Dear Bird Folks,I live in East Orleans (MA) and last month I heard a bird singing at night. Iím pretty sure the bird was a Chuck-willís-widow, but my friend, Ray, says it must have been a Whip-poor-will since Chuck-willís-widows donít live in this area. This has caused a friendly argument between the two of us, so weíve decided to let you determine who is right. Am I likely to hear a Chuck-willís-widow in East Orleans? Ė Sarah, E. Orleans, MA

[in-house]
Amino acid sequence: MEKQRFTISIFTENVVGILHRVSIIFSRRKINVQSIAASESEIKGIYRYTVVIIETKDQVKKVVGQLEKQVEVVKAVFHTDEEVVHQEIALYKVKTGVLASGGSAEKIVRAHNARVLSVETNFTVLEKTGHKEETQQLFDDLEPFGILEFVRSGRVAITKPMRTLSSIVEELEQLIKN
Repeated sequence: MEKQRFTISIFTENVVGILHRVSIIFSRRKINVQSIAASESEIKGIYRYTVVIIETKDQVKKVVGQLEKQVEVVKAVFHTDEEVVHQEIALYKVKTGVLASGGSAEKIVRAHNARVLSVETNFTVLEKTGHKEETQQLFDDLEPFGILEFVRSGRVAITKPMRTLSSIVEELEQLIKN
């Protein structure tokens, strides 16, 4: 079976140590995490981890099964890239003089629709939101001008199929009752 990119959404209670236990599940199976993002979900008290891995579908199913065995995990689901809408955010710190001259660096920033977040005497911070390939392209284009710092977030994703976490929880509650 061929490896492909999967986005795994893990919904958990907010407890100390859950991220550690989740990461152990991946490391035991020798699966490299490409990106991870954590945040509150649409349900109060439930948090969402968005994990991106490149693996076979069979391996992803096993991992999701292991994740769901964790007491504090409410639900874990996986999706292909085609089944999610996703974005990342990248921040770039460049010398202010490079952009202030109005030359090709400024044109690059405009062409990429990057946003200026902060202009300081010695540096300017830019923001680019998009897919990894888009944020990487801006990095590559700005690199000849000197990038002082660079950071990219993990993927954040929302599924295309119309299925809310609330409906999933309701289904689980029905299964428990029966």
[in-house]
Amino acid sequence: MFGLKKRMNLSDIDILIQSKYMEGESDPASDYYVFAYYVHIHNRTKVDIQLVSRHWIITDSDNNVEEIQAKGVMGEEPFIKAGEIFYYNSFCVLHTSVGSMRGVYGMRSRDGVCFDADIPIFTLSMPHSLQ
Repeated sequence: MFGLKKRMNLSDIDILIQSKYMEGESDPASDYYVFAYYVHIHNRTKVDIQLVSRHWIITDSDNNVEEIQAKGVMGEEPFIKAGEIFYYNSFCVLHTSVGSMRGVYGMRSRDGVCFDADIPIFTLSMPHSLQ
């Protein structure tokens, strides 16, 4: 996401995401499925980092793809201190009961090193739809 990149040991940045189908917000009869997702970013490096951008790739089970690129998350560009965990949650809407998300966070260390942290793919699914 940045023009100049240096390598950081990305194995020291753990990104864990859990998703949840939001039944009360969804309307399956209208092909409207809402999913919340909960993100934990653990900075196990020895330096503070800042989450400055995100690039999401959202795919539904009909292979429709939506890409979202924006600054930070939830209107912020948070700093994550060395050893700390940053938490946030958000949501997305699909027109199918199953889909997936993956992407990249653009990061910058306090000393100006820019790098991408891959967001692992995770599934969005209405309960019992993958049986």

I hate this, Sarah,I hate having to choose one side over the other. Itís a lose-lose. Like an umpire in baseball, at the end of this, no matter what I say, somebodyís going to be mad at me. (And I donít need to create any more reasons for people to be mad at me.) If I had any common sense I would automatically agree with Ray since heís probably bigger than I am. But if I had any common sense, I wouldnít do half the stuff I do everyday, so letís get on with it. Chuck-willís-widows and Whip-poor-wills are two birds that have several things in common. Both are nocturnal, both eat insects, and both have ridiculously long names. And in case you didnít already know it, they get their ridiculously long names from their song, which they repeat over and over and over. Historically, Cape Cod has been the summer home to a healthy population of Whip-poor-wills and home to zero Chuck-willís-widows. In recent years, however, the number of Whip-poor-wills has decreased while more Chuck-willís-widows are being reported. At this point, Sarah, you appear to be winning the argument. However, I still have it in my head that Ray is a big guy and I donít want to get him mad. So Iím personally going to drive to East Orleans tonight and listen for the mystery bird myself in hopes of getting some firsthand proof. Iíll be right back. Iím back from my night of walking through the wilds of E. Orleans and I didnít hear a single bird. I didnít hear any Chuck-willís-widows, or Whip-poor-wills, or ďwillsĒ of any kind. Itís possible there may have been birds out there, but there is no way I could have heard them above the sound of all those automatic lawn sprinklers. (I forgot what East Orleans was like.) Even though my birding trip failed to prove anything, Iíve already decided to declare you the winner. Why? For the past several summers there have been a number of reports of Chuck-willís-widows being heard in East Orleans, especially in the area of Pochet Island. Besides you, other people, including serious birders have reported hearing them. The key word here is ďhearing.Ē Very few people ever get to see a Chuck-will's-widow. Finding Edward Snowden is easier than seeing one of these birds. Chuck-willís-widows arenít the most visually striking birds in the bird book. On a scale of 1 to 10, they are about a .5, or less. They are stocky birds, with big heads, no necks and shorter legs. The plumage of a Chuck-willís-widow is made of several colors and all of them are brown, with a splash of dingy gray just to add some pizzazz. Chuck-willís-widows donít care that they are dullards. They are nocturnal birds and need to sleep during the day, so being cryptic is how they survive. Chucks are so confident in their camouflage that they donít even bother hiding during the day. Most of the time they sleep on low, exposed branches or right on the ground. One day, years ago, a Chuck-willís-widow was seen on a tree branch in the Beech Forest in Provincetown. A birder told me the exact tree and which branch the bird was sleeping on. But when I went to look for it, the bird was gone. I figured it must have flown away. However, several other birders, who passed the same tree just after me, did see the sleeping bird. (HmmmÖIím not sure if Iíve proven how good Chuck-willís-widows are at remaining hidden, or how much of a lousy birder I am. Remind me not to tell that story again.) When most folks think of nocturnal birds, they naturally think of owls. Owls use the cover of darkness to grab unsuspecting prey with their sharp talons. Chuck-willís-widows have no sharp talons. In fact, they barely have any feet at all. Instead, they hunt by flying around in the dark with their enormous mouths wide open, scooping up insects as they go. They are especially fond of moths and beetles, but they also have been known to eat small night-migrating birds, bats and the occasional tiny vampire. During the winter months most Chuck-willís-widows live in the tropics, but when summer arrives they fly to their U.S. breeding grounds. Typically, these birds donít breed much farther north than Virginia-ish. So Ray was sort of right. But it seems that some chucks have a bit of wanderlust. At first a few of them were found on Long Island, then on Nantucket and now on Cape Cod. Each summer several towns, from Wellfleet to Falmouth, report hearing Chuck-willís-widowsí distinctive calls. Thatís the good news. The bad news is their nests are nearly impossible to find. Frustrated researchers continue trying to find nesting Chuck-willís-widows, but with no luck. (Ha! Iím not the only who canít see these invisible birds.) Based on circumstantial evidence, Sarah, Iím going to agree with you on this one. Chuck-will's-widows are indeed hanging out in East Orleans. Whether they are breeding or not is another question. If you have any spare time, perhaps you could try to locate a nest. But if you go out, hereís some advice: Be sure to wear a raincoat. Sneaking by those lawn sprinklers can be tricky.
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